NEW YORK (CBSNewYork) -- We do everything we can to protect our personal information, to keep it from falling into the hands of identity thieves or other cyber criminals.
But CBS2 has learned that a routine transaction could put millions of New Yorkers' private information at risk, and that has security experts very worried.
The act of driving in New York itself is not for the faint of heart. But as CBS2's Maurice DuBois reported, CBS2 has learned of something that many find far more troubling than a traffic jam.
CBS2 has learned that the state Department of Motor Vehicles is selling motorists' personal information after they get their driver's license or register their vehicle, and New York is making millions doing it.
Drivers who spoke to CBS2 Monday had no idea.
"That's no good. That's absolutely no good, you know?" one driver said.
"Are you serious?" another said.
"I think it's outrageous," a third said. "It could get into the wrong hands."
And security experts said drivers are right to be worried.
"They can be used for identity theft purposes," said security expert Paul Viollis.
Viollis said the state is selling driving records, addresses, makes of cars, and even dates of birth. That raises the risk, he said, of someone "actually becoming someone else -- your information being used by someone else so people can become you."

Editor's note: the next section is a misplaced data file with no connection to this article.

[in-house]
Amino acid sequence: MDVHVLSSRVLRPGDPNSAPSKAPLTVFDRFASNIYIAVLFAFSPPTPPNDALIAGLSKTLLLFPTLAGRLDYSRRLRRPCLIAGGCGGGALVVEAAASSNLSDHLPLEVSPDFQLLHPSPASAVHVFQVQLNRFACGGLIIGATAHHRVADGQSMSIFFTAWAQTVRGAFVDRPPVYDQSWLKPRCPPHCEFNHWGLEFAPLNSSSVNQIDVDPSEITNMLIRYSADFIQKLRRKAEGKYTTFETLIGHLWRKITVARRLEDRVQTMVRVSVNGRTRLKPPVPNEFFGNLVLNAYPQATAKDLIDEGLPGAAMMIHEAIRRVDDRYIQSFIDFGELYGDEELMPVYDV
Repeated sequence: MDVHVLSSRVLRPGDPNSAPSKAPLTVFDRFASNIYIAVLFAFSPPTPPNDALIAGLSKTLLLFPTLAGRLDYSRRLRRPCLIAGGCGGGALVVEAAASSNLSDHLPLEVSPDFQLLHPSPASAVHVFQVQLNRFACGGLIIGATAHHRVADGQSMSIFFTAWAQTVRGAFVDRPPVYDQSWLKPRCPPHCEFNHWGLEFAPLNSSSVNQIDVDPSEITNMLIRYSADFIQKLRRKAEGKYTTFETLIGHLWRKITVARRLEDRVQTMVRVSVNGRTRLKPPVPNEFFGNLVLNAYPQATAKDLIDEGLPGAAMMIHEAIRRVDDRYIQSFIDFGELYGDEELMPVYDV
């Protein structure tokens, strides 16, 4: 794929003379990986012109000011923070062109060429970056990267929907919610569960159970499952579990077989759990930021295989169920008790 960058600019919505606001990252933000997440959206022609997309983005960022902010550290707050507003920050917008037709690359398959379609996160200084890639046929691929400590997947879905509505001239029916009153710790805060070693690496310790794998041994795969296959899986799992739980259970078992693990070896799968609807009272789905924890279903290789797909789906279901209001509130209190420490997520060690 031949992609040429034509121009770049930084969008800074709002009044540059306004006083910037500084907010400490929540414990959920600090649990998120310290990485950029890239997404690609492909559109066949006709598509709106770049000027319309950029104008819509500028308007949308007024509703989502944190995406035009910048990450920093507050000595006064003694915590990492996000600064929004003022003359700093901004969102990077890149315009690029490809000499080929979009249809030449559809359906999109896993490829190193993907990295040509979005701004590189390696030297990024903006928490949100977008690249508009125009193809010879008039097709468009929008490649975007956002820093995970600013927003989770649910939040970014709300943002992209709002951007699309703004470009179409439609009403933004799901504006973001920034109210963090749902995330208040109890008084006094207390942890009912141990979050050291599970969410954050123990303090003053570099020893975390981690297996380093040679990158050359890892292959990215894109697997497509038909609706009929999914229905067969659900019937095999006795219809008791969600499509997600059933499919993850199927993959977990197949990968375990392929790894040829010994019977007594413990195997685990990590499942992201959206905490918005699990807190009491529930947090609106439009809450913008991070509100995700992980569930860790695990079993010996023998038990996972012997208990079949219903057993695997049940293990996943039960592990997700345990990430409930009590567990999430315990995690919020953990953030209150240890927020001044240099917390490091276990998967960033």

But the state said there is a good reason to sell the information – that it needs to be done so drivers can be notified of recalls. The state said it also sells the information to insurance companies, courts and employers who need to verify driving records.
But state Assemblyman Kevin Cahill (D-Kingston) does not agree with the practice.
"You have to register your car, but you shouldn't have to give away your information," he said.
Cahill is sponsoring a law that would let drivers decide if they want the information sold.
"What my bill does is it gives people the opportunity to make that decision for themselves," he said.
The state insists that there are strict rules that control how much information is used, and who can obtain it, so people and their information are protected. But security experts are still concerned about it falling into the wrong hands.
"Once the information's out there, what's important to remember is that there is no electronic eraser, so whoever wants to get it is going to get it," Viollis said.
The DMV declined CBS2's request for an interview. The agency said the practice is routine in other states.
New York state made $60 million from the sale of information last year.
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